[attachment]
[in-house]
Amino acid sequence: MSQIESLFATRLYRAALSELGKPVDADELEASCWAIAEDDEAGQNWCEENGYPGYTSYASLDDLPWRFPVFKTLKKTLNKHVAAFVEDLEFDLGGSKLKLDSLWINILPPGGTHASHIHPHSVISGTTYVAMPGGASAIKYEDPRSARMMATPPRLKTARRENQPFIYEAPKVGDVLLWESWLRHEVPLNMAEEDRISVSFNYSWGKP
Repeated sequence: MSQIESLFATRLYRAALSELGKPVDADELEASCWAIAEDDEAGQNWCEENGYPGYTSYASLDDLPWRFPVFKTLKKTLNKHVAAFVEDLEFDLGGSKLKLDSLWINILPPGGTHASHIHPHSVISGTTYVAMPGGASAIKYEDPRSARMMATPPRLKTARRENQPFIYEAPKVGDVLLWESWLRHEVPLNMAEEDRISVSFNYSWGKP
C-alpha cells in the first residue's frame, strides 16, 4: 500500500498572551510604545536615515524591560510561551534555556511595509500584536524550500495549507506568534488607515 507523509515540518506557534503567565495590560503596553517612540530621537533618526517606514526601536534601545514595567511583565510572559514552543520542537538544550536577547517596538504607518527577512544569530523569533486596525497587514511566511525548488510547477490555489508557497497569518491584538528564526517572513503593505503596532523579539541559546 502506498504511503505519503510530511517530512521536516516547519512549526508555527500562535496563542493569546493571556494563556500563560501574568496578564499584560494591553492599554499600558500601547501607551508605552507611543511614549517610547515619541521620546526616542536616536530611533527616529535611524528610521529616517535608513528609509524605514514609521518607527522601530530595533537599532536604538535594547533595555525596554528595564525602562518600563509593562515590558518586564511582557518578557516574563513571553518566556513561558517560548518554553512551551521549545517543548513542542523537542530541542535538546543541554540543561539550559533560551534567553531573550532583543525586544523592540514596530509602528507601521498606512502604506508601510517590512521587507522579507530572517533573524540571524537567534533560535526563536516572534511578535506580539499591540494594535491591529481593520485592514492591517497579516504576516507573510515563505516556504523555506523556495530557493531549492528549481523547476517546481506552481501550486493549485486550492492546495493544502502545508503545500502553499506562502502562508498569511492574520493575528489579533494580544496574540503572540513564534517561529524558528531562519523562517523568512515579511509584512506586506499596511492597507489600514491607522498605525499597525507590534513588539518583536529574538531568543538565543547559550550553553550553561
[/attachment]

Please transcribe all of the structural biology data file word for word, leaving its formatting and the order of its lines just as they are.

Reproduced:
[in-house]
Amino acid sequence: MSQIESLFATRLYRAALSELGKPVDADELEASCWAIAEDDEAGQNWCEENGYPGYTSYASLDDLPWRFPVFKTLKKTLNKHVAAFVEDLEFDLGGSKLKLDSLWINILPPGGTHASHIHPHSVISGTTYVAMPGGASAIKYEDPRSARMMATPPRLKTARRENQPFIYEAPKVGDVLLWESWLRHEVPLNMAEEDRISVSFNYSWGKP
Repeated sequence: MSQIESLFATRLYRAALSELGKPVDADELEASCWAIAEDDEAGQNWCEENGYPGYTSYASLDDLPWRFPVFKTLKKTLNKHVAAFVEDLEFDLGGSKLKLDSLWINILPPGGTHASHIHPHSVISGTTYVAMPGGASAIKYEDPRSARMMATPPRLKTARRENQPFIYEAPKVGDVLLWESWLRHEVPLNMAEEDRISVSFNYSWGKP
C-alpha cells in the first residue's frame, strides 16, 4: 500500500498572551510604545536615515524591560510561551534555556511595509500584536524550500495549507506568534488607515 507523509515540518506557534503567565495590560503596553517612540530621537533618526517606514526601536534601545514595567511583565510572559514552543520542537538544550536577547517596538504607518527577512544569530523569533486596525497587514511566511525548488510547477490555489508557497497569518491584538528564526517572513503593505503596532523579539541559546 502506498504511503505519503510530511517530512521536516516547519512549526508555527500562535496563542493569546493571556494563556500563560501574568496578564499584560494591553492599554499600558500601547501607551508605552507611543511614549517610547515619541521620546526616542536616536530611533527616529535611524528610521529616517535608513528609509524605514514609521518607527522601530530595533537599532536604538535594547533595555525596554528595564525602562518600563509593562515590558518586564511582557518578557516574563513571553518566556513561558517560548518554553512551551521549545517543548513542542523537542530541542535538546543541554540543561539550559533560551534567553531573550532583543525586544523592540514596530509602528507601521498606512502604506508601510517590512521587507522579507530572517533573524540571524537567534533560535526563536516572534511578535506580539499591540494594535491591529481593520485592514492591517497579516504576516507573510515563505516556504523555506523556495530557493531549492528549481523547476517546481506552481501550486493549485486550492492546495493544502502545508503545500502553499506562502502562508498569511492574520493575528489579533494580544496574540503572540513564534517561529524558528531562519523562517523568512515579511509584512506586506499596511492597507489600514491607522498605525499597525507590534513588539518583536529574538531568543538565543547559550550553553550553561